Since she’s my mom, I have to think she’s special. But my mom really was a special visitor for Amigos. She came to hogar able to speak Spanish and expecting, with anticipation, a cold shower in the morning. She was excited to eat Honduran food and raved about the beans, which I love and she fondly remembered from Costa Rica. She easily began communicating with those of the children who weren’t too shy to talk to “la mamá de Raquel.” Even the baby Mili, who does not warm up to new people quickly, knew that my mom was okay and climbed onto her lap later that day. My mom spent most of her time here interacting with the children. They love talking to new people and it was exciting for me to watch my mom form relationships with them, learn their names and put the faces into the stories I had been telling her. You can’t get to know Amigos unless you interact with the children and I wanted my mom to fully live the Amigos life.
 Her first true Honduran experience was her first morning when we woke up to no water. As we progress into the dry season, we will lose water more frequently for short periods of time. Lucky for my mom, we had some very dry and hot weather while she was here. When we have weather like that, we take the children to the nearby rio to swim and cool down. A trip to the rio is always a lot of fun. We walk for about 15 minutes on the dirt road and spend the afternoon sitting on the grass, trying to find shade, or splashing around in the cool water. There are always herds of cows crossing and some of the boys like to catch fish and put them in empty soda bottles. My mom spent the afternoon taking pictures and talking. She was happy to practice Spanish and spend time with our children.
         My mom is the type of person that will try anything once. When I told her some of our older boys work in Agro and milk the cows to provide milk for the hogar, she asked if I had milked a cow. I, of course, said no. She, on the other hand, said she’d love to try it. So one afternoon we met up with the Agro guys and they taught my mom how to milk a cow! Where would get this experience living in Philadelphia? I was thoroughly amused and my mom was very proud of herself for milking a cow. Then I led her directly to my house to wash her hands before touching anything.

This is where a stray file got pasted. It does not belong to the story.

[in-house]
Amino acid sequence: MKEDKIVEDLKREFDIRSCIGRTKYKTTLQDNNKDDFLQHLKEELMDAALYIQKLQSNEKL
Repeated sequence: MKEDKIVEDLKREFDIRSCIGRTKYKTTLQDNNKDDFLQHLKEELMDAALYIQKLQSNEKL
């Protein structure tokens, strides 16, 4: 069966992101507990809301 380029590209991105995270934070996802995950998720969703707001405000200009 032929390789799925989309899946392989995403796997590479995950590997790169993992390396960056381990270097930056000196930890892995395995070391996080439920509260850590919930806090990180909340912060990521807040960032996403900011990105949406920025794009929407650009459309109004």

We hiked up to the Amigos cross at the top of our huge hill and spent some time basking in the beautiful view. Mom talked about how wonderful her trip was and we had some time with the boys who couldn’t get enough of the woman with my eyes.
            The best part about my mom’s visit was that she is so easy going and able to talk to anyone, so I didn’t need to “entertain” her the whole time. While I needed to prepare lessons for school, she sat outside and talked to the children or employees. She bonded with some of our boys and girls and observed daily life at the hogar. The Wednesday morning we left for our vacation, we went to the school to say goodbye to everyone and my mom cried as the children gave her hugs and said goodbye. They already were asking her to visit again.
        My favorite part about life at Amigos is the children. At any time, I can go outside and find one to talk to, or spend time in the chiquitos room, or watch some of the boys play soccer. Our life here revolves around the children. They are the reason I am here and the reason I will cry when I leave. To be able to share that feeling with my mom is very special to me, because it is because of her example that I chose to come here. She’s already considered selling the house in the States and moving down here.
 Rachel Severino, 2013 Volunteer